More significantly, gathering encryption keys in one place would make it fairly trivial for an external threat to access consumer communications on a truly massive scale. “If we introduce backdoors, we make it much easier for all the bad hackers to do terrible things,” says Laguna. “Everything is exposed with one hack.” All it would take is for a single exploit to be found in a high-profile company’s security and potentially millions of private conversations could be accessed at a stroke. “Imagine that in the hands of ISIS, Russia or even the US,” he says. “That gives such incredible power that we would be preparing for armageddon.”
This problem is compounded by the fact that the Investigatory Powers Bill is only likely to reach mass-communication channels, rather than hitting those likely to be used by the most serious security threats. Many incredibly secure encryption algorithms are easily accessible on the internet, which means it is very simple for criminals and terrorists to send and receive messages that can’t be intercepted by the security services, whilst common consumer services are potentially compromised. “You’re taking away security for all the lay people and you’re not taking it away for the terrorists,” Laguna says. “That’s the end result.”
But it’s not only consumers that are jeopardised by these changes. We don’t need to look far to find many examples of high-profile security breaches that have severely damaged confidence in a brand, with the recent TalkTalk, Ashley Madison and iCloud hacks all fresh in mind. For companies that have staked their reputation on the security their service provides, the price of complying with regulation could prove to be too high. “If you are a service whose users heavily rely on the security of their data then you may have to pull out of countries that threaten your model,” Laguna says.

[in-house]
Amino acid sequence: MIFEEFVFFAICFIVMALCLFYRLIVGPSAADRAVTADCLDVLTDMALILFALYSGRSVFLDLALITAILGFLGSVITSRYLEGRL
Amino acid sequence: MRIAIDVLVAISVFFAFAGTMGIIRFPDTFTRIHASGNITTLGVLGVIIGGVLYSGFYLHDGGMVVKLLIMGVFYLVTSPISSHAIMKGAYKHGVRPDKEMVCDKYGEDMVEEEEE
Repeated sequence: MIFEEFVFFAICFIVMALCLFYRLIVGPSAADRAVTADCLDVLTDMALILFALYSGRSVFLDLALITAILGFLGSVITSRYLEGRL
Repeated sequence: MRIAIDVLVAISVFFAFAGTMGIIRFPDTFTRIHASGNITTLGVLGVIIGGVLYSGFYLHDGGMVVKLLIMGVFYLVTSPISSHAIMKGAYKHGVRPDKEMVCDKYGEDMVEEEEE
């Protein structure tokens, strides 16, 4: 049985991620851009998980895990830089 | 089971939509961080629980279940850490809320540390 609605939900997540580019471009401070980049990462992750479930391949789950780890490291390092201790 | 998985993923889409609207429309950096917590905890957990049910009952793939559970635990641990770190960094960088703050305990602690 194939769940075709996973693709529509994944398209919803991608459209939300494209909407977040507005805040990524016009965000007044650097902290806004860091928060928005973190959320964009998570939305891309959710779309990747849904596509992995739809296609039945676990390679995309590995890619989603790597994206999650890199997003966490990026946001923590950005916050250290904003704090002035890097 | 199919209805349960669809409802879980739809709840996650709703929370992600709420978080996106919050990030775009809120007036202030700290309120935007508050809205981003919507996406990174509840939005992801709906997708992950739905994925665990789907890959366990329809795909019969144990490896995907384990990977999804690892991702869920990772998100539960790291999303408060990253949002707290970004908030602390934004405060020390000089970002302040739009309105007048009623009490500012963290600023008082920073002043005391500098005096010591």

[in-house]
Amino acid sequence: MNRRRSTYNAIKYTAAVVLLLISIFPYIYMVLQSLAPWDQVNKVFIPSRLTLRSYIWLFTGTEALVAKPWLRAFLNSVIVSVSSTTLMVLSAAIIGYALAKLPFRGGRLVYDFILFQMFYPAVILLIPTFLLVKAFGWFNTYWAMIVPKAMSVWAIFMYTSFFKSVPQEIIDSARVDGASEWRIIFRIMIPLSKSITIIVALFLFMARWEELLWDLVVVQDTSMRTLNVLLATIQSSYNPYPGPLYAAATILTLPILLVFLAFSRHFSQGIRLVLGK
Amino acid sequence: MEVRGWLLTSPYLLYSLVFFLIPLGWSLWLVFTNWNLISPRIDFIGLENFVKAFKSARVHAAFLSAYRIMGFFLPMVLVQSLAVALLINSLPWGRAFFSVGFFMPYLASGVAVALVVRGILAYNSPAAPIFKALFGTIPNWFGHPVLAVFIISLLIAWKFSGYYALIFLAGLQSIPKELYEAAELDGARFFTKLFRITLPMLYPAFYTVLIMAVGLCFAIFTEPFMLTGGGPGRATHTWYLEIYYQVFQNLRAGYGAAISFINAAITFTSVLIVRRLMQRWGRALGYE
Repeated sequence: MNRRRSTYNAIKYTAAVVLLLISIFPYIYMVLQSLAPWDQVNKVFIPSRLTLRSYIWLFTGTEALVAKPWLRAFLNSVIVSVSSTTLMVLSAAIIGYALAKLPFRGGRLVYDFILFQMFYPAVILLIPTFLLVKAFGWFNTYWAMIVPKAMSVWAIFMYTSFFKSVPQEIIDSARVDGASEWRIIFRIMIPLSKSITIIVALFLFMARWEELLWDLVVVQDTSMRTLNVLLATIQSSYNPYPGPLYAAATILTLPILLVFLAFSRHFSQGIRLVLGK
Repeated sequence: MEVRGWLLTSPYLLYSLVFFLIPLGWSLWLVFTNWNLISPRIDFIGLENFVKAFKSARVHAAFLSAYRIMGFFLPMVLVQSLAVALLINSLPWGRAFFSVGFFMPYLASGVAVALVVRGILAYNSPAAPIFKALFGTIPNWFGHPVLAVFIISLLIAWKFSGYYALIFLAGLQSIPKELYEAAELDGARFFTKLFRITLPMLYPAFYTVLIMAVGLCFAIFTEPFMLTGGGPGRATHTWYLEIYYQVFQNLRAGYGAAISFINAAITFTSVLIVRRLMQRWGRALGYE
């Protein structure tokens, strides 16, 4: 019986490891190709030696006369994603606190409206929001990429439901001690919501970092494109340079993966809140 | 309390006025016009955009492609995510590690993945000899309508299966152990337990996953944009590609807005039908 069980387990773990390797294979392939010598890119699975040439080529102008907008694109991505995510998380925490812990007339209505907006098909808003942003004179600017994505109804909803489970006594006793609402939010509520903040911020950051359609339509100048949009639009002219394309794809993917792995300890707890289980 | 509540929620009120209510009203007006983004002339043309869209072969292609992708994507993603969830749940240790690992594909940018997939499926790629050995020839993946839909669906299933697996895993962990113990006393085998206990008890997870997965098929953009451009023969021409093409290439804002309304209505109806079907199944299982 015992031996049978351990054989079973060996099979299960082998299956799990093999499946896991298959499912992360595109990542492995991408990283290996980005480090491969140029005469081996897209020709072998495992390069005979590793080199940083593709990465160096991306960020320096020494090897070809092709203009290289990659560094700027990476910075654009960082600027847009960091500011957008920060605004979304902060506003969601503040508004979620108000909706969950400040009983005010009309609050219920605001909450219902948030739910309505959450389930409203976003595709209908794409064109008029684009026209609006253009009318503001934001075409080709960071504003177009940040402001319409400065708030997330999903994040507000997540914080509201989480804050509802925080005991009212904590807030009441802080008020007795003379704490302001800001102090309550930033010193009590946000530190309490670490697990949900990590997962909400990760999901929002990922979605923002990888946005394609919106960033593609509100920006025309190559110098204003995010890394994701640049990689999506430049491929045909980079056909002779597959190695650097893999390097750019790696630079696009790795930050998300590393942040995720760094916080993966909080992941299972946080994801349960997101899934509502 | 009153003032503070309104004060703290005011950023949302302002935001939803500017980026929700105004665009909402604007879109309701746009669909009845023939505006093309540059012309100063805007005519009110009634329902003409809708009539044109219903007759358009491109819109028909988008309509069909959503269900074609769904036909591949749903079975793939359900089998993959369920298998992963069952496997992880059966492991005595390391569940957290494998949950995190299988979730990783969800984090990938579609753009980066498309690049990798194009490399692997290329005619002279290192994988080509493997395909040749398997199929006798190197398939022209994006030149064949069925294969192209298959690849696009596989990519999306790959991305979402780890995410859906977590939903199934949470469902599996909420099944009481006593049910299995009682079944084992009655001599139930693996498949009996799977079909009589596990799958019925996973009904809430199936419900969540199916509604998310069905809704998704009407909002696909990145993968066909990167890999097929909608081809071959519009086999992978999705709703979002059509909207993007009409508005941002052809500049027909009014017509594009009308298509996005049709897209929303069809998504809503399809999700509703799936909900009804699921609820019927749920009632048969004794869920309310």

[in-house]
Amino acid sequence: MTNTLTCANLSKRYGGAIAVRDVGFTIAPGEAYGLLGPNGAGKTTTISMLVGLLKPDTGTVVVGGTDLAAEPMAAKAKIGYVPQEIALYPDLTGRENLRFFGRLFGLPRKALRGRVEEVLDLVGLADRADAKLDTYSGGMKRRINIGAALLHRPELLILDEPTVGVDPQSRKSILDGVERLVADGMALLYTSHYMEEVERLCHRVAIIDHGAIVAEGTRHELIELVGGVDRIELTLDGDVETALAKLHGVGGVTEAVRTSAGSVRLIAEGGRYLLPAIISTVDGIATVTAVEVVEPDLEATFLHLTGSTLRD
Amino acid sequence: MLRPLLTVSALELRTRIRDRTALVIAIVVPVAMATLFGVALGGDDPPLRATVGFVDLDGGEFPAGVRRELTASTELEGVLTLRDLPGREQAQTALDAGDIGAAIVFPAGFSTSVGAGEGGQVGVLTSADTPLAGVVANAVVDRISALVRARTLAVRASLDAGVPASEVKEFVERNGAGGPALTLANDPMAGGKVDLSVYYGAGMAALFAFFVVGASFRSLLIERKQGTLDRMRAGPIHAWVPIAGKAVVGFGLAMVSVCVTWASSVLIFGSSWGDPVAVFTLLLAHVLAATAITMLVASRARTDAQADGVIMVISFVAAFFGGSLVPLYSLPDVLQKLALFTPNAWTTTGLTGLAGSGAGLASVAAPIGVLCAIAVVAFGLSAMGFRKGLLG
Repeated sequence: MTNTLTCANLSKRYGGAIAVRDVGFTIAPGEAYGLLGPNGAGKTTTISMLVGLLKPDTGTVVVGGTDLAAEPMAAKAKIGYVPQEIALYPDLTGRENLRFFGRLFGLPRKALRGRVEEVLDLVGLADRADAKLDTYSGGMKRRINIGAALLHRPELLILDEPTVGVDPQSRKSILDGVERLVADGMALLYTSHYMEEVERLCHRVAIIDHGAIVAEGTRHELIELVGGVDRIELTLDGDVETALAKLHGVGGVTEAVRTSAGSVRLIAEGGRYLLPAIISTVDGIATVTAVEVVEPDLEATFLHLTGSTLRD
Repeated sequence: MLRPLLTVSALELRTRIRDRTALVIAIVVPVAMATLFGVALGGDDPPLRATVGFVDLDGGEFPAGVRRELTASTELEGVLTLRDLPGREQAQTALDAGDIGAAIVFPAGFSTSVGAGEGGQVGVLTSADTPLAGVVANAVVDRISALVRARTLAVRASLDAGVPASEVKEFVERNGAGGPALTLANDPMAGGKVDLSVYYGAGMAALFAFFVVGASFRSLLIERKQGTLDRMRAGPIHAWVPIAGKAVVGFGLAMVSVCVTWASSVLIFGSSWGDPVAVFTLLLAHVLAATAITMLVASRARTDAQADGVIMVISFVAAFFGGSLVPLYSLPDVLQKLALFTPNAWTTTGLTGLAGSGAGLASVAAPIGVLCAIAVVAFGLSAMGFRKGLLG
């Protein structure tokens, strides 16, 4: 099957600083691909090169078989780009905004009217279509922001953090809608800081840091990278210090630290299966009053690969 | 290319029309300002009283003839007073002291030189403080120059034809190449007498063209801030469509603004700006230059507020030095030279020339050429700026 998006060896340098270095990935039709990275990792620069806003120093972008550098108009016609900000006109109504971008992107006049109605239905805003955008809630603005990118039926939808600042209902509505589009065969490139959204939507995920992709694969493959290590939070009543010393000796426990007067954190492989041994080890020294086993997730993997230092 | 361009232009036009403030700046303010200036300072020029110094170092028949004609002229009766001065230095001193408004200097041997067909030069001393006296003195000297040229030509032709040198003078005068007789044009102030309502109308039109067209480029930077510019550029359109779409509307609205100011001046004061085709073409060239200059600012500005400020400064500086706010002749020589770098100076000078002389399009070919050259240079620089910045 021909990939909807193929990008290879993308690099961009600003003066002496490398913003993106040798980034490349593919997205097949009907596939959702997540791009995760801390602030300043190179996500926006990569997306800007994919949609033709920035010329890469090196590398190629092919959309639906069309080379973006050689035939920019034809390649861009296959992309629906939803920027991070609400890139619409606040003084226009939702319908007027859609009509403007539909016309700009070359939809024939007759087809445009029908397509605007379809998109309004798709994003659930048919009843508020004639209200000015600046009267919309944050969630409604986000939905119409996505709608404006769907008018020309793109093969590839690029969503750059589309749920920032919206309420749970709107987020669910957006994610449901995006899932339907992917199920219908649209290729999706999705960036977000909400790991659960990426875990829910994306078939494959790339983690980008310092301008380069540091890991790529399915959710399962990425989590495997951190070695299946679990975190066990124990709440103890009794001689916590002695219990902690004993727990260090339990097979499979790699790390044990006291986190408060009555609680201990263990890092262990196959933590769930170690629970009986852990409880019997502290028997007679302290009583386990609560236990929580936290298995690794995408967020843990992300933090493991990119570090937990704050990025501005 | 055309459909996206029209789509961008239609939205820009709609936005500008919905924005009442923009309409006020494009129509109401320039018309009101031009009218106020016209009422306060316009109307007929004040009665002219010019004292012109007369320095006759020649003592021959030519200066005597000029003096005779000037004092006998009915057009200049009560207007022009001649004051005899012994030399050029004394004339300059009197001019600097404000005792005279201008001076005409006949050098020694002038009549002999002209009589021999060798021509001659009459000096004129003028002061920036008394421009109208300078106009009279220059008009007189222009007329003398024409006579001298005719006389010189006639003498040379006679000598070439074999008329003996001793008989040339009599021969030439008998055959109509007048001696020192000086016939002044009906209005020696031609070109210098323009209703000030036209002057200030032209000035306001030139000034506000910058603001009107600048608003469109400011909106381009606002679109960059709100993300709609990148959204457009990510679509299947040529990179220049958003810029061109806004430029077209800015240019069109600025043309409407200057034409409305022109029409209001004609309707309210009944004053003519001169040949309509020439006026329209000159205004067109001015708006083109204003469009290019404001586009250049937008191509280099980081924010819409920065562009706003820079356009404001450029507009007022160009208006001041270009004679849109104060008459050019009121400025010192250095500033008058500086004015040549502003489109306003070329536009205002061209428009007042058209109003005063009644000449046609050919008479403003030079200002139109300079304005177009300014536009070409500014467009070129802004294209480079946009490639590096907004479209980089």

And this is perhaps one of the biggest risks that the UK government is taking with the Investigatory Powers Bill. Apple has already expressed concerns that complying with its requirements will simply prove incompatible with the underlying architecture of key services like iMessage, which employ end-to-end encryption that even the tech giant itself has no way of breaking. “I wouldn’t be surprised if Tim Cook decides they need to pull out of this country,” says Laguna. Whether the government believes it can risk driving one of the world’s largest tech brands away from these shores remains to be seen.
In light of these factors, one could fairly ask why the Investigatory Powers Bill is being so vigorously pursued. Having been born in East Germany and witnessed the abuses of the Stasi first hand, Laguna believes part of the problem is British people’s lack of similar experiences, which has made them more complacent about the risks of ubiquitous surveillance. “We should know better about what this kind of mass surveillance really does to the way countries operate,” Laguna says. “I hope that we’ve learnt that lesson from history.”